While Aunt Irene kneels at the coffin

I stare, clutch a hymnal, revert finally 
to a prayer that the casket will not tip,

spill my mother to the stone floor. Light 
from stained glass marks the backs of pews

and I decide to continue to pray, so right away 
I ask that the Brussel sprouts in my garden curl

their small heads in that tender spot against
the stalk, safe from cutworms, cabbage worms,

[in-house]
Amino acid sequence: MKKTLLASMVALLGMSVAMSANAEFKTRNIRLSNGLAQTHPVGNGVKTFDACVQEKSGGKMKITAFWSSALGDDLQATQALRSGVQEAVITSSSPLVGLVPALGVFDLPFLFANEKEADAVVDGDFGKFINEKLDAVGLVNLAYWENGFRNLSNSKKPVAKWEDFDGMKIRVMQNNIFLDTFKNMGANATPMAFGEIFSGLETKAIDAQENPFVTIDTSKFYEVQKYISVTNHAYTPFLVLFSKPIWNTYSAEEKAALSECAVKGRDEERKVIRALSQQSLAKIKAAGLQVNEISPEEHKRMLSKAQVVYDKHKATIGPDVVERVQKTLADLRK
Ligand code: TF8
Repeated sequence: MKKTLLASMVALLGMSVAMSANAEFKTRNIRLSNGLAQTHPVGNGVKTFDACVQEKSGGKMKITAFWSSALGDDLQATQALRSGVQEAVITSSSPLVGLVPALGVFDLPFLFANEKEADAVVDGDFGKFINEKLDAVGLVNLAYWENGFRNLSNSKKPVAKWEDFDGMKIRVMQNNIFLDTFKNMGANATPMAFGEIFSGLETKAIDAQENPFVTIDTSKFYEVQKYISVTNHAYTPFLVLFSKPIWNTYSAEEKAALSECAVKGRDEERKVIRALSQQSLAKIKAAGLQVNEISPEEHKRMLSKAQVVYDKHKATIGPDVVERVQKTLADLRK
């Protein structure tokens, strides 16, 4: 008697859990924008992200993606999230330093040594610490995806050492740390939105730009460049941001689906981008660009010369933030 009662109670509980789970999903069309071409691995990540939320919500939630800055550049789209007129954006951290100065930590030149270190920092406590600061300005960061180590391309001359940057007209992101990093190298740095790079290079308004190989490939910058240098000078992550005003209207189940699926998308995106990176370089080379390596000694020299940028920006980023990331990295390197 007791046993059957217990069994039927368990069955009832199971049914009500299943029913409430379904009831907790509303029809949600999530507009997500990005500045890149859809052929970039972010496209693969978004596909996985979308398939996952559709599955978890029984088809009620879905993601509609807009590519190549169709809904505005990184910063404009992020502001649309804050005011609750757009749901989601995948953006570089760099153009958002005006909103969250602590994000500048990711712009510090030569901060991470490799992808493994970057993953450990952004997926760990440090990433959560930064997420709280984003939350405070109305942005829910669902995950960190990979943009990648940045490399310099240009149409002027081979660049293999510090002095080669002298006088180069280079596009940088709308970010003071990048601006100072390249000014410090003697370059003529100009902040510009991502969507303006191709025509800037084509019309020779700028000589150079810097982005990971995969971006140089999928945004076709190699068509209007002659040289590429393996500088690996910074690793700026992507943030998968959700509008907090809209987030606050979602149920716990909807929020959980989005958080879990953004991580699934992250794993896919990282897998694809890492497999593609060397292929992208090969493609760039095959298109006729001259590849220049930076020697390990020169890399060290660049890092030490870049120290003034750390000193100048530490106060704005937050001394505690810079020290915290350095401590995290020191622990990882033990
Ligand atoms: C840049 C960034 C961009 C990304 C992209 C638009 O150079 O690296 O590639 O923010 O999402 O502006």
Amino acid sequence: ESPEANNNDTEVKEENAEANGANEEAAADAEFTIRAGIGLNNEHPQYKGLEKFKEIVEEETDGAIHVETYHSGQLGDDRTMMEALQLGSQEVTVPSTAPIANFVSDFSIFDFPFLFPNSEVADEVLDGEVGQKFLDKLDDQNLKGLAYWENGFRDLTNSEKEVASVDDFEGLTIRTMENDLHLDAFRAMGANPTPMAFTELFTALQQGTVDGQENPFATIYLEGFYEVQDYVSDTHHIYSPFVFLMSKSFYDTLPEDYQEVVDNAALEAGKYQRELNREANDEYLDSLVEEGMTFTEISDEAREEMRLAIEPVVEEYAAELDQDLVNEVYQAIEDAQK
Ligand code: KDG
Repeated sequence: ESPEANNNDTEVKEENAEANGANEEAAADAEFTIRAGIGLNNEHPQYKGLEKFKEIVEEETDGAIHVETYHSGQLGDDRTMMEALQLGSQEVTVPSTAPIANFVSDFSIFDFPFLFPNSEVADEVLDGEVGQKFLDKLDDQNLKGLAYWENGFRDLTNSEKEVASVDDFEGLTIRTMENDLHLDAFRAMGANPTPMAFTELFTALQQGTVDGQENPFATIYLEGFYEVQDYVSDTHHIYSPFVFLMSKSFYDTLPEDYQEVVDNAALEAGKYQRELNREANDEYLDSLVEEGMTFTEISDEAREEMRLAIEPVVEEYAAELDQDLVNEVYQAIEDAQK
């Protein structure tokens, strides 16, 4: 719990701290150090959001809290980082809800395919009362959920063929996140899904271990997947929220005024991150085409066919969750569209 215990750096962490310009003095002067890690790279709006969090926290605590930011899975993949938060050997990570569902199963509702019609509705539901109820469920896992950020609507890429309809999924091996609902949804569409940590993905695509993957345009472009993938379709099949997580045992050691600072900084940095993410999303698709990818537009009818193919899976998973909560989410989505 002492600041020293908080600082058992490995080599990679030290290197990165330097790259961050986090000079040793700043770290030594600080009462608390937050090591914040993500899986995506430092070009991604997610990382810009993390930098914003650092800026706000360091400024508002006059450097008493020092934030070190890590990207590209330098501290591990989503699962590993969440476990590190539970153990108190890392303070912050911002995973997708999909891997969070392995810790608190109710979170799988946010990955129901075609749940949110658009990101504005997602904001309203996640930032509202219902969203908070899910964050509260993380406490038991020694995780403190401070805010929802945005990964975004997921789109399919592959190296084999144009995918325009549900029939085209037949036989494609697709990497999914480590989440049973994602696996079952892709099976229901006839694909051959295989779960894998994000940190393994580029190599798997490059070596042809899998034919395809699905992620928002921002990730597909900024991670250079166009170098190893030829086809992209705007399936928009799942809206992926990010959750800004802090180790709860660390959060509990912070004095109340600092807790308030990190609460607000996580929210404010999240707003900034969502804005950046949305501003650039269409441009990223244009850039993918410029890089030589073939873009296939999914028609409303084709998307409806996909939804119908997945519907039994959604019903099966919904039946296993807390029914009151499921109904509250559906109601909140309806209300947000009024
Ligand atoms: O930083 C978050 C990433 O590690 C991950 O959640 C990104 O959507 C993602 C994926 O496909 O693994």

the diamond-backed moth. I pray 
for a pen that doesn’t leak, for a closed tent

in the forest of rain. Someone coughs.
Asking for health would be fruitless, I think. 

Cells die everyday in the millions, sloughing off
in waves, an invisible trembling spray. Instead

I pray now that the radiator leak in the car
won’t get worse, that I can make the drive

north without a quilt of worry over my shoulders.
I pray for a closed tent in the forest of rain. 

For my cats to always lie on sunny paws, 
for the red globes of tomato to survive the fall.

Tinderbox Poetry Journal
Volume 4  Issue 4